the bottle of brandy out of Vesa’s hand and quickly drinks down what is left of it then smashes the bottle on the rocks. We are startled by this abrupt, rude action. He takes a bottle of ouzo out of his bag and offers it to Vesa. Vesa, who has been drinking the brandy, refuses. I have been drinking wine and decline the offer too. Lena is pregnant, and doesn’t drink. To be polite, Anna Britt takes a couple of sips of the ouzo. then hands the bottle back.

We invite the young man to sit with us. We want to know all about him. What is his name? Where does he come from? Where does he live? He squats down, not speaking but evidently capable of hearing everything we say to him. It doesn’t take long before we grow suspicious of his ‘mute act’ and wonder if he merely belongs to some odd cult and has taken an oath of silence. Anna Britt takes another swig of ouzo and tries another angle to engage him in conversation. He says nothing, but occasionally laughs in a derisive manner, laughing at us. His attitude is arrogant and rude. We are beginning to feel very uncomfortable in his presence.
I decide to challenge him about his inability to speak. He knows exactly what I’m saying and laughs. Anna Britt says she is feeling dizzy and decides to lie down on a flat slab of marble. He finds this very amusing. Our suspicion increases. We are feel uneasy and wish he would leave. All the other moon-watchers have left the hillside. We are alone with this weird guy. Anna Britt say she is feeling nauseated and tries to get up. She can’t move. She is very frightened, almost hysterical.

“What was in that ouzo?” she asks the young man.

He laughs maniacally and as suddenly as he had appeared, like a disappearing ghost, he is gone... poof! Vanished into thin air.

Anna Britt tries to move, but her limbs seem to be paralyzed, and she begins to retch violently. She is conscious. but now we are certain there was something potent in those few sips of ouzo she drank from the young man’s bottle.

I volunteer to run down the hill to find help. Halfway down, I meet two Greek men and explain what has happened. We race back up the hill. They try to help Vesa pick Anna Britt up. She is crying, and vomiting every time she moves, but somehow, even though she is a dead weight, the three men lug her half-way down the hill to the parking lot. One of the Greeks runs down to the street to find a telephone, and calls an ambulance. We are so thankful for their help. Without them, we would not have got ten Anna Britt down the hill.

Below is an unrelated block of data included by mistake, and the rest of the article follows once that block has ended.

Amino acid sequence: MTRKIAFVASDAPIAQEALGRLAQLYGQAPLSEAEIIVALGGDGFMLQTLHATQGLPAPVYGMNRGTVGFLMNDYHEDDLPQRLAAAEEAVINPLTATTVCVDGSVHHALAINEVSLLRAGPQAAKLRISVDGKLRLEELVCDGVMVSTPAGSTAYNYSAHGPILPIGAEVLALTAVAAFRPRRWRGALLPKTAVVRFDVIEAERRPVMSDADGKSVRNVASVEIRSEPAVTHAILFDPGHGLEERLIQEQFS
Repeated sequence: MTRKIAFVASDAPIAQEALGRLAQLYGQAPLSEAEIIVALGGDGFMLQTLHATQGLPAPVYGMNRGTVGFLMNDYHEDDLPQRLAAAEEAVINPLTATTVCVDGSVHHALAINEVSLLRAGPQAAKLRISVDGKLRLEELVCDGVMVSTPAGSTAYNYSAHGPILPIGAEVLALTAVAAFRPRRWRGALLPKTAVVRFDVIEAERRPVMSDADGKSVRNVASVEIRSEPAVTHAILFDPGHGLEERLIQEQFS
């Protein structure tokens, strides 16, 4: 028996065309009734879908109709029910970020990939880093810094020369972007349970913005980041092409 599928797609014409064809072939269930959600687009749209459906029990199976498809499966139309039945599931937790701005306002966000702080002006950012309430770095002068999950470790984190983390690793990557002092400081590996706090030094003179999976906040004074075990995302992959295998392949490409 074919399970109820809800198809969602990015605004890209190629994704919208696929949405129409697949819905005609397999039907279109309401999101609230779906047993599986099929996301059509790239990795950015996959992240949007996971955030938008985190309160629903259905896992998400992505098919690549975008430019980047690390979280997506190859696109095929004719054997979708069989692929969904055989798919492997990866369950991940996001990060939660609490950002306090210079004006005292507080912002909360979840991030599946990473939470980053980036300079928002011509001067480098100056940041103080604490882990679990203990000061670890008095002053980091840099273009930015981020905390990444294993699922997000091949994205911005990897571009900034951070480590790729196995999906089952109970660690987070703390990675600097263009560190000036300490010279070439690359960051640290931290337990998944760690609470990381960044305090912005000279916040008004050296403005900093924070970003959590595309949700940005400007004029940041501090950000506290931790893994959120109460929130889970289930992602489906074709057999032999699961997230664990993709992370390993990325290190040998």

The ambulance arrives, but the drivers appear to be helpless. It is Vesa, and the other Greek men who tell them what to do. “Put a cover over her. She’s in shock!” (By now Anna Britt was shivering even though the night was very warm.) We asked if they had equipment with them to pump her stomach. They did nothing but cram her and us into the back of the small ambulance and drive off to an unknown destination.

We arrive at a hospital, but we have no idea which hospital or where in Athens we are. Nobody speaks English and even with our elementary Greek we get no straight answers. We are deposited in the emergency room. There are several nurses lurking in the office drinking coffee and smoking. Nobody rushes to help us. Eventually a doctor comes. By now we are frantic, because Anna Britt is clearly in serious distress. We explain to the doctor what has happened. Can she pump Anna Britt’s stomach, please? Obviously she ingested something toxic and it needs to be flushed out of her system. The doctor’s response was simply: “We have strong drinks in Greece.” (Referring to the fact that Anna Britt had drunk some ouzo.) We try to explain that Anna Britt only had at most five sips of the ouzo. That she was not drunk. That we were not ‘stupid tourists‘, we were scholars, living in Athens while we researched and studied.
This did not impress the doctor. Anna Britt continued gagging and vomiting. Her limbs were still paralyzed. There was nothing she could do, the doctor said. We would have to wait until she ‘slept it off’.

I decided to phone the tourist police. I still had no idea of what hospital we were in. A man in the waiting room talked to the police officer and explained. The police officer said that we must make a report the next day.

Several hours had passed by now. Anna Britt was not improving and the doctor and nurses were doing nothing to help her. We are more than frantic. What if she dies? What shall we do next? I decide to phone Mike.

Four o-clock in the morning, Mike drives across town to the hospital. We tell him what happened on Philippapou Hill. He speaks sternly to the doctor and tells her she must do something, that this wasn’t simply a matter of ‘too much ouzo.’ Mike has lived in Greece for many years, and is fluent in the language, and whatever he said had some impact. With that, they put Anna Britt on an IV. But it isn’t for several more hours that she recovers enough so she can move without vomiting and get off the gurney by herself. She is weak and shaken, but she is alive.

The next day, Anna Britt and I set off to make the police report. First we visit the tourist police office, as I had been instructed. They sent us to another precinct downtown. When we began to describe the weird young man dressed in Biblical clothes, the police officers simply laughed at us and dismissed us.

“Too much ouzo. We have strong drinks in Greece,” was their only response.